Understanding Your Role as a Coach
Over the past few months, there have been a flurry of organization, across several industries, looking to conduct 360° evaluations for their key leaders. Many organizations see this as a way to assess leaders and gain data and insight into their Leadership Team. It is also an opportunity to invest in individuals and provide feedback and direction. The results of the 360° evaluations that we’ve conducted, including the debrief and coaching conversations that take place afterward, have resulted in a fascinating trend. Specifically, results showed that the biggest gap and opportunity for leaders, is in coaching their teams. So, what can leaders do to be better coaches for their teams?
Before we jump into how you can be a better coach, it is important to understand the current landscape of coaching. There’s no mistake that the past few years have caused leaders to adapt the way they do work and how they lead. As a result, many leaders have taken on more of a coaching role, within their organization, as it is an effective way to develop their teams, improve employee retention and create a consistent work culture. Despite more and more leaders taking on coaching roles, coaching remains a huge growth opportunity. This is heavily due to the traditional approach to coaching, which, oftentimes, is reactive and more focused on correcting mistakes and behaviors.
Now, this isn’t to say that correcting mistakes is wrong. In fact, it’s important to understand where mistakes happen and what can be done to prevent them from happening again. However, making corrective behavior the focus of your coaching strategy is ineffective and inefficient. This approach simply teaches your team to be reactive and only solve the problems in front of them, instead of taking a strategic approach to creating long-term solutions. Your role, as a coach, is to guide and develop your team’s ability to find solutions.
Based on the LEAD NOW! 360° Assessment, by Stewart Leadership, coaching is defined as, “guiding and challenging an individual to achieve improved performance, through self-discovery, feedback, encouragement and skill-development.” Achieving this, takes time and intentionally. It requires you, as a leader, to shift conversations from being reactive and tactical, to having discussions that are transformative and focused on how new skills are developed. It is about providing ongoing feedback to those around you and maintaining an awareness, on your part, on how to shift the conversations that you have with direct reports.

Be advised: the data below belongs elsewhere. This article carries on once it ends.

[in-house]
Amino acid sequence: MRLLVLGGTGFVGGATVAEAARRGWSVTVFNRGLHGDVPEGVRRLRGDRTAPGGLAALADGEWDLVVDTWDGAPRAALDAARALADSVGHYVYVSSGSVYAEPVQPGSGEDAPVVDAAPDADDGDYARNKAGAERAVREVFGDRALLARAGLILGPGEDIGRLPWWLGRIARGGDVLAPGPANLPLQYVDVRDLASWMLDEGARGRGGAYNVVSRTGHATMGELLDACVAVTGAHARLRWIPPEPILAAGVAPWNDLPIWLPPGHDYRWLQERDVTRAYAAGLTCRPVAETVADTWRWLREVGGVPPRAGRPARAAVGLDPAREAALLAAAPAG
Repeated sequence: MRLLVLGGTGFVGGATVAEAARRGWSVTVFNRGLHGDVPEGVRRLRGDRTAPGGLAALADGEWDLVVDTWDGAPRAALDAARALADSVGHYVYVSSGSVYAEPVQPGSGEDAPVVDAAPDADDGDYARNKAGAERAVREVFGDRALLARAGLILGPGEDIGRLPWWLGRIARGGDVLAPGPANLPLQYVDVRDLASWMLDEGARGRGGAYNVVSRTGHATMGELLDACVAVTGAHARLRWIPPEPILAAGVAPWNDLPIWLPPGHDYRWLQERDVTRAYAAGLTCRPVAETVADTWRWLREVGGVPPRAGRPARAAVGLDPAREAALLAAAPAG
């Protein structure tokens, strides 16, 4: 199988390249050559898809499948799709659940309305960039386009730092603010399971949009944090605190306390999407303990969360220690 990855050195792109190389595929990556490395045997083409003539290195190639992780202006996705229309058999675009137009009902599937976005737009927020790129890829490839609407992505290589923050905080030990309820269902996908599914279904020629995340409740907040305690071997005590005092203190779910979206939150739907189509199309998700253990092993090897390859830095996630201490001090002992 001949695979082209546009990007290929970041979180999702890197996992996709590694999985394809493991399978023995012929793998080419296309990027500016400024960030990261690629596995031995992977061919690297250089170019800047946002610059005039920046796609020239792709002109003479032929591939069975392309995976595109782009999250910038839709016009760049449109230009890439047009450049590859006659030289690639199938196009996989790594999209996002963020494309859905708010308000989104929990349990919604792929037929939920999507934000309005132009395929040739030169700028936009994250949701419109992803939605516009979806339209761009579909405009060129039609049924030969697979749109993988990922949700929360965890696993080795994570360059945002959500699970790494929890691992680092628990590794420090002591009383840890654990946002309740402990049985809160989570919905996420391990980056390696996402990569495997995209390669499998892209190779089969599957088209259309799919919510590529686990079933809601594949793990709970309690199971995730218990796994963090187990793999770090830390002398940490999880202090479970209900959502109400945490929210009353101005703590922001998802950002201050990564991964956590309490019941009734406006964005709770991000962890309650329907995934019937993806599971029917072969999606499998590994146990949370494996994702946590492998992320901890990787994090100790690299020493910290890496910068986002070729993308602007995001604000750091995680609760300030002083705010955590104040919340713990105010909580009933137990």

A prime example of this, was recently demonstrated by a leader we are working with. She realized that the agendas she had for her one-on-one meetings, were strictly focused on projects and tasks. There was no focus on development. This was because she is a highly task-focused individual and, in her mind, coaching meant correcting and telling her direct reports how to handle a situation. Although this method felt productive, something was missing. Her direct reports understood what they should do but not why. As a result, this leader was open with her direct reports, about how she wanted to change their agenda, to incorporate more coaching into their weekly discussions and team meetings. It was awkward, at first but she was intentional about not solving problems. Her focus shifted to how to ask the right questions, to get her team to think differently about how they approach problems. Today, as their conversations have evolved, coaching has become a part of how they interact, rather than a separate initiative.
As leaders take on coaching roles in their organizations, it becomes more and more important to understand that coaching is not a one-and-done deal. It is not about waiting and addressing issues, reactively, as that only results in missed opportunities. Instead, prioritize and seek out opportunities to deliver feedback, timely and readily. Begin shifting your conversations, by providing the necessary feedback, to fix any gaps and to help people prepare for what lies ahead. Doing this, is a more sustainable approach and a better investment for you and your team.
To further invest in yourself as a coach or your key leaders, The Utech Group offers several options. Our Leadership and Executive Coaching process is customized to fit the needs of each leader and their journey. Join the Utech Leadership Collective, a cohort of leaders from non-competing organizations, to build upon your own leadership skills while learning how to impact your leadership, team and organizational culture or contact us to complete the LEAD NOW! 360° Assessment, by Stewart Leadership, to gain a baseline for your leaders. All of these options can be found on our website, www.utechod.com.